Medtronic expands 2 Class I recalls of MiniMed insulin pumps, spanning nearly 500K devices

Medtronic headquarters
Medtronic’s MiniMed line of insulin pumps, which it acquired in the $3.7 billion dual purchase of both MiniMed and Medical Research Group in 2001, are used to manage blood glucose levels for patients with diabetes. (Medtronic)

Years after initiating a pair of Class I recalls for various models of its MiniMed insulin pumps—one due to a faulty locking component and the other because of cybersecurity issues with a remote controller—Medtronic has expanded the safety alerts to include even more devices.

Monday, the devicemaker updated both recall notices to include all affected devices, rather than only those under warranty or those that had already been damaged, as specified in the original recalls.

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The larger of the two concerns a handful of models in the 600 series of the MiniMed insulin pumps. The devices are equipped with a plastic retainer ring meant to lock the insulin reservoir into the pump. In some cases, however, that ring can become loose or damaged if the pump is dropped or bumped, resulting in the reservoir coming loose.

If the container isn’t securely locked into place when the pump is activated, it could potentially dispense either too large or too small of a dose of insulin, depending on how the loose reservoir is positioned. According to the FDA, while many serious injuries and deaths have been reported for users of the MiniMed 600 pumps, they haven’t been definitively linked to the retainer ring issue.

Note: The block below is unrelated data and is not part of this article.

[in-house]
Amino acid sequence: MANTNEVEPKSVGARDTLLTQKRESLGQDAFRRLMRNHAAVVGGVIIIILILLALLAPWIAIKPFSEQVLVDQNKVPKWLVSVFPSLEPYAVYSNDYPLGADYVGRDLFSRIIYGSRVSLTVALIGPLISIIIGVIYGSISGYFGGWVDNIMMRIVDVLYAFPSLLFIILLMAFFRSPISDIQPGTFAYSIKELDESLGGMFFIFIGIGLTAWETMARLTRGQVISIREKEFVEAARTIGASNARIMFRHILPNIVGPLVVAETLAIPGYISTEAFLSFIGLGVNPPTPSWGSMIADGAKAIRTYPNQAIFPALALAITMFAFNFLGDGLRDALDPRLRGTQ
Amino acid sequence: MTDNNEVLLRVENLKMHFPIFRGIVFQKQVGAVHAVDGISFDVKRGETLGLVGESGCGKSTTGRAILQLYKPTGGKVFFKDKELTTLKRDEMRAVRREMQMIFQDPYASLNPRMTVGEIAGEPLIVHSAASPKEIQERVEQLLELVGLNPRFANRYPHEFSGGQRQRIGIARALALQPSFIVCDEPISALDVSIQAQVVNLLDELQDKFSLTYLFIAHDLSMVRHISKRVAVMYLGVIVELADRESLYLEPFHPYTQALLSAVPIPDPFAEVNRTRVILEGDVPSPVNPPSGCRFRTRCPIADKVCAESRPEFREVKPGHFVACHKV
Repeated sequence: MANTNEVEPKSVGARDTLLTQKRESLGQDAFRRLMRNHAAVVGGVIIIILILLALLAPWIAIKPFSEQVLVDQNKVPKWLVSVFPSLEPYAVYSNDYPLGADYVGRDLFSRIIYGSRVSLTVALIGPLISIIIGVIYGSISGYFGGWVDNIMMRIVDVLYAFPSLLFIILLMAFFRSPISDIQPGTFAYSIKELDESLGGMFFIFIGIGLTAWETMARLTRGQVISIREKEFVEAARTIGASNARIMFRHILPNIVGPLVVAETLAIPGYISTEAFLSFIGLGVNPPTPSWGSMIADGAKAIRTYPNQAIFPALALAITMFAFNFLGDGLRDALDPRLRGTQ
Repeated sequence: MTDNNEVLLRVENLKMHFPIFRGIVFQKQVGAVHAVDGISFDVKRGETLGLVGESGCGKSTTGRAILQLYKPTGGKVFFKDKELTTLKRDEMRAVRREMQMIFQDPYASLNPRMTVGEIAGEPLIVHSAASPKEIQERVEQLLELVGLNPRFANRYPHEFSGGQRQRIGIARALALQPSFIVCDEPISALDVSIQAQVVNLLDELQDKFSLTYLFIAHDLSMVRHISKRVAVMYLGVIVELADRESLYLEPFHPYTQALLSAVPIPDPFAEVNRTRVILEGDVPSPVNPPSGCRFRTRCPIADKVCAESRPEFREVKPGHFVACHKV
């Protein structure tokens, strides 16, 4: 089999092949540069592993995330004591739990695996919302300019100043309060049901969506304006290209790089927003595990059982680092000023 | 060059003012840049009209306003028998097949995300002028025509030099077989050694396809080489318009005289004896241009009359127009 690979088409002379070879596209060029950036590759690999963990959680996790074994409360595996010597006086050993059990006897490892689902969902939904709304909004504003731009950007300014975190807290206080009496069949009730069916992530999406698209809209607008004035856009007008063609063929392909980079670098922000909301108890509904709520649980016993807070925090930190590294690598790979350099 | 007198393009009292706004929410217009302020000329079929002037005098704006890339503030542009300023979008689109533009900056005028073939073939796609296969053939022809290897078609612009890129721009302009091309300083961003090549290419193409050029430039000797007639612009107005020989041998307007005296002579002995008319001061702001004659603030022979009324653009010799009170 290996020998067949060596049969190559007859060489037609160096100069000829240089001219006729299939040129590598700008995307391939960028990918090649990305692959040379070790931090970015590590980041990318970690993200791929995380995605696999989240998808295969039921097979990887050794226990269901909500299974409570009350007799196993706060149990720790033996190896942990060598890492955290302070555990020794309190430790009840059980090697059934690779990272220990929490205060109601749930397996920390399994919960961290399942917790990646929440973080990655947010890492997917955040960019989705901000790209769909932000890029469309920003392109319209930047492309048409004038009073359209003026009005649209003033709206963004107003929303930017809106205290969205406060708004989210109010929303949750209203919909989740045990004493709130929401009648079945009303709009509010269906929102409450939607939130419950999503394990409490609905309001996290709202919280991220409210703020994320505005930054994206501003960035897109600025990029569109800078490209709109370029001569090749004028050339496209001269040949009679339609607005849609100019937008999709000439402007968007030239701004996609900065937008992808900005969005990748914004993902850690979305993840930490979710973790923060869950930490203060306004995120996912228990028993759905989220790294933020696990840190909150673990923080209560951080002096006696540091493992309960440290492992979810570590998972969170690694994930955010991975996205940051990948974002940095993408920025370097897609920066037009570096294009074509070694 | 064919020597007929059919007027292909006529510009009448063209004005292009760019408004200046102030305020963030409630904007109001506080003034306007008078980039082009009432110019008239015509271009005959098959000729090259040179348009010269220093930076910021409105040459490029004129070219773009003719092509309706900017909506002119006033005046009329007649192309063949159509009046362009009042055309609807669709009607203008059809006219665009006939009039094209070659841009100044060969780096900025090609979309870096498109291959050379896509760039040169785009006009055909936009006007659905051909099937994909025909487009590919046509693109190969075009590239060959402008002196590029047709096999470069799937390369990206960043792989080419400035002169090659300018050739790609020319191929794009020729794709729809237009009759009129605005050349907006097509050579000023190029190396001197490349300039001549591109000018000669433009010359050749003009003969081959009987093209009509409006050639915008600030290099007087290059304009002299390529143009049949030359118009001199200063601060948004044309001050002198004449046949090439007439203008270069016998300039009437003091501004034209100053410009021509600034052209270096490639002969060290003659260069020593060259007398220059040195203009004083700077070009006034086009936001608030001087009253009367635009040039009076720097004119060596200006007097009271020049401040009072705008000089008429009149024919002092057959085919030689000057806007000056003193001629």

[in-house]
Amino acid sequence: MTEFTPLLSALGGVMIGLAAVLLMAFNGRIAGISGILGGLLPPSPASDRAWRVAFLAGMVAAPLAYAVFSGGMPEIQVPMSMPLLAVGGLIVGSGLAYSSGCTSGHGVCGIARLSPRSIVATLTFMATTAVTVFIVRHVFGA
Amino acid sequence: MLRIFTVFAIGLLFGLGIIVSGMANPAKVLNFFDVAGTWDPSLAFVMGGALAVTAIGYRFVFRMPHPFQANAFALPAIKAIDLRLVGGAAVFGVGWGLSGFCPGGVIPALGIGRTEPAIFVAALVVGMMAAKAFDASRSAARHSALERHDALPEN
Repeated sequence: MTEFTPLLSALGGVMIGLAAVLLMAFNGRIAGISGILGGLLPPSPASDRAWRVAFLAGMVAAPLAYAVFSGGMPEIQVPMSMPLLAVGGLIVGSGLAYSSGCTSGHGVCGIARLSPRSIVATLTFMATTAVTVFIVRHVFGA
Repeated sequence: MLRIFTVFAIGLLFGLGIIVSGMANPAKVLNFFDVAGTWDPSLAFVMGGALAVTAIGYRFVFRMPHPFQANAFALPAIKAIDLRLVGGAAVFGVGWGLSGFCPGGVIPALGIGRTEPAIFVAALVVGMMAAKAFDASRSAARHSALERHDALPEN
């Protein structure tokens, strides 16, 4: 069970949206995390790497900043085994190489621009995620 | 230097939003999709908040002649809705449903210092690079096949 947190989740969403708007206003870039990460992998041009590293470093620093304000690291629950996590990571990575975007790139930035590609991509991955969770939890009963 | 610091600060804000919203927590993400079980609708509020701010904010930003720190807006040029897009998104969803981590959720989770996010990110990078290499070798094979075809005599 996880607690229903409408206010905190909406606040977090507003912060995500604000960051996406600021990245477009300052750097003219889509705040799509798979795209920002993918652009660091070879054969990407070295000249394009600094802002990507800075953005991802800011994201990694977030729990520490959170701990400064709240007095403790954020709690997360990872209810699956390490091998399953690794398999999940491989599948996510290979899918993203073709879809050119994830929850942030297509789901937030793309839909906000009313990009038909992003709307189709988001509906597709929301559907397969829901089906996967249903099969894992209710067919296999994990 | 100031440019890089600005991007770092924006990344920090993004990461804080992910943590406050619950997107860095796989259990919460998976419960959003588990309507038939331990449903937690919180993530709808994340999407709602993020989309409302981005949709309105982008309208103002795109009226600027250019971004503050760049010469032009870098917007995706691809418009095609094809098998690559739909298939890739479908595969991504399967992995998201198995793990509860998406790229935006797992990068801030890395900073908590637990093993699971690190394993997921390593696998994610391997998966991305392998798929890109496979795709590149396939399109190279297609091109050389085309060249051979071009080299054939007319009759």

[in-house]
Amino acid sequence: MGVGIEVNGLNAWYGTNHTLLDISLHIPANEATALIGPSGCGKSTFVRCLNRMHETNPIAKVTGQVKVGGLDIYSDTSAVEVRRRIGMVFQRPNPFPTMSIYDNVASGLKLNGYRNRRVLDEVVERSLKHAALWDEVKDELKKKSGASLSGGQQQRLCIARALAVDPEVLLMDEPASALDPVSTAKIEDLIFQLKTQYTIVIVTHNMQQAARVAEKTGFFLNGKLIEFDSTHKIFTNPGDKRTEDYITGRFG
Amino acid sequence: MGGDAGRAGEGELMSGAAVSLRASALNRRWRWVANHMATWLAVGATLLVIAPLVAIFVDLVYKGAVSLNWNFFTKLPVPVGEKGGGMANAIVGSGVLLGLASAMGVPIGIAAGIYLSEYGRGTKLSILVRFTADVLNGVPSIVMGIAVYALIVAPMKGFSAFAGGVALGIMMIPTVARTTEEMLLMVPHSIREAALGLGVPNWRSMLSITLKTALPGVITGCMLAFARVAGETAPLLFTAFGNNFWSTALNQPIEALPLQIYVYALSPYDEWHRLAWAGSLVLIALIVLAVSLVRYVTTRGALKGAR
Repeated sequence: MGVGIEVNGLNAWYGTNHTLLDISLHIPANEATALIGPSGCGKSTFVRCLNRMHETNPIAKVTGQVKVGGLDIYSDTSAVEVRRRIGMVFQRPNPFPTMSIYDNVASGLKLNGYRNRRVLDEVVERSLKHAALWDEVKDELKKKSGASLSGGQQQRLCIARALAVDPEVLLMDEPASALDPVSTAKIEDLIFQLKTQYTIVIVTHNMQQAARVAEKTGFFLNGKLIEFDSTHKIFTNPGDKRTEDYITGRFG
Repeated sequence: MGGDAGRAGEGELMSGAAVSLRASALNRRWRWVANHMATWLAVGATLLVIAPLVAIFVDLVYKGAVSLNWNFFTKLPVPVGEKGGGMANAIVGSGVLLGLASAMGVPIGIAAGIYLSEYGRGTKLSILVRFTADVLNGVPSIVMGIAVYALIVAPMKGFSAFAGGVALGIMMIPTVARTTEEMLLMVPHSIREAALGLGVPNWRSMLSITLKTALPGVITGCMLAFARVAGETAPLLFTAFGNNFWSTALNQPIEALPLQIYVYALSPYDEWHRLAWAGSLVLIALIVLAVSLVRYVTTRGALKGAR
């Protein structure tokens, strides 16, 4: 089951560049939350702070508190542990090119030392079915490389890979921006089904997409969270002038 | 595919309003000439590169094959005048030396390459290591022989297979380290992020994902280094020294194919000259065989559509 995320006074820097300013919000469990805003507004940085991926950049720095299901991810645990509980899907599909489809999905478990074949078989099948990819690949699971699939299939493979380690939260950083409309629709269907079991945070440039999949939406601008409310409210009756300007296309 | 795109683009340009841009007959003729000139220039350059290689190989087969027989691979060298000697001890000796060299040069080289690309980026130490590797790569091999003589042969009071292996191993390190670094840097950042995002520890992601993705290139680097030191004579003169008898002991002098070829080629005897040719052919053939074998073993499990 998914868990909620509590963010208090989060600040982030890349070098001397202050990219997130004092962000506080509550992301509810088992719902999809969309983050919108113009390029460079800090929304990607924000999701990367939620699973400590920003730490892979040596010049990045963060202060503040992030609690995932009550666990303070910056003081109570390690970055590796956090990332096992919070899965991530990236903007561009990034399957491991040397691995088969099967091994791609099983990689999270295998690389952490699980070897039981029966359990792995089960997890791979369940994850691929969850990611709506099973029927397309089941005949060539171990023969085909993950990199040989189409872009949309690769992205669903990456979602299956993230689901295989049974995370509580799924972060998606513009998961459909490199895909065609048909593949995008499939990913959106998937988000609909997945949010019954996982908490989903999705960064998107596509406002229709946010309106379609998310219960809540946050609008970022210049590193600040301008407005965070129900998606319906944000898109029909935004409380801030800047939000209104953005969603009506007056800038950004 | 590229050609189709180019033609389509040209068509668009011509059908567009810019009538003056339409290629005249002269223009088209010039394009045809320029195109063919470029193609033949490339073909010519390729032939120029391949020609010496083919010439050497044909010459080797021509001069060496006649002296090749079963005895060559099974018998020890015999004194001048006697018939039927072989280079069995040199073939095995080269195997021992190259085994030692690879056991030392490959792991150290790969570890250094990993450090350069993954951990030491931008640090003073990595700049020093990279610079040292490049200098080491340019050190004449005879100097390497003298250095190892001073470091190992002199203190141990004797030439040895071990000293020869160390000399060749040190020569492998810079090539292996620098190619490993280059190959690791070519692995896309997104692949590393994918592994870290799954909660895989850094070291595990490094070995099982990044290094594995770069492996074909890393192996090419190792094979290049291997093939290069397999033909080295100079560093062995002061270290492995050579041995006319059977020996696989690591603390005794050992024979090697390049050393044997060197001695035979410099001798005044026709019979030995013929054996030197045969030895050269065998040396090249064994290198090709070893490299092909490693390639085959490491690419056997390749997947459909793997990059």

The original recall, initiated in November 2019, asked only those pump owners who identified a loose or broken clear plastic retainer ring on their devices to stop using the pumps. Now, however, Medtronic has expanded that request to include all devices with clear retainer rings—rather than the stronger, all-black retainer rings that replaced the faulty ones—regardless of whether the ring is broken or the pump is still under warranty.

After identifying the clear ring, the owners of those insulin pumps can contact Medtronic via an online form for a free replacement pump, discontinuing use of their current device in the meantime if the retainer ring is damaged.

The recall affects a total of 463,464 devices in the U.S., distributed between 2015 and 2020, though many of those pumps are no longer in use. 

Medtronic said that it has already replaced nearly half of the pumps equipped with clear rings since it first issued the recall in 2019. Additionally, many of the affected pumps have been replaced for other reasons unrelated to the recall, such as physician recommendations or upgrades to newer models.

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The other newly expanded recall on Medtronic’s slate revolves around the optional remote controllers that diabetes patients can choose to use with their MiniMed 508 or MiniMed Paradigm pumps. The controllers are designed to communicate wirelessly with an insulin pump to manage dosage delivery.

By the time of the original August 2018 recall, though, Medtronic had identified a cybersecurity risk present in remote controllers distributed between August 1999 and July 2018. With specialized equipment, an unauthorized person could potentially hack into the connection between the controller and the pump and cause the pump to either deliver too much insulin or completely stop insulin delivery.

No issues have been reported to the FDA in connection with that hacking risk, the agency said, but Medtronic has nonetheless updated the recall to include all 31,310 devices potentially affected by the issue—after the original recall only included those still covered by warranty.

Owners of the specified models of the remotes are instructed to immediately stop using them, sever the wireless connection between the remotes and their pumps and return the controllers to Medtronic.

Editor's note: This article was updated Oct. 8 to clarify that many of the affected MiniMed 600 series pumps have already been replaced since the recall began in 2019.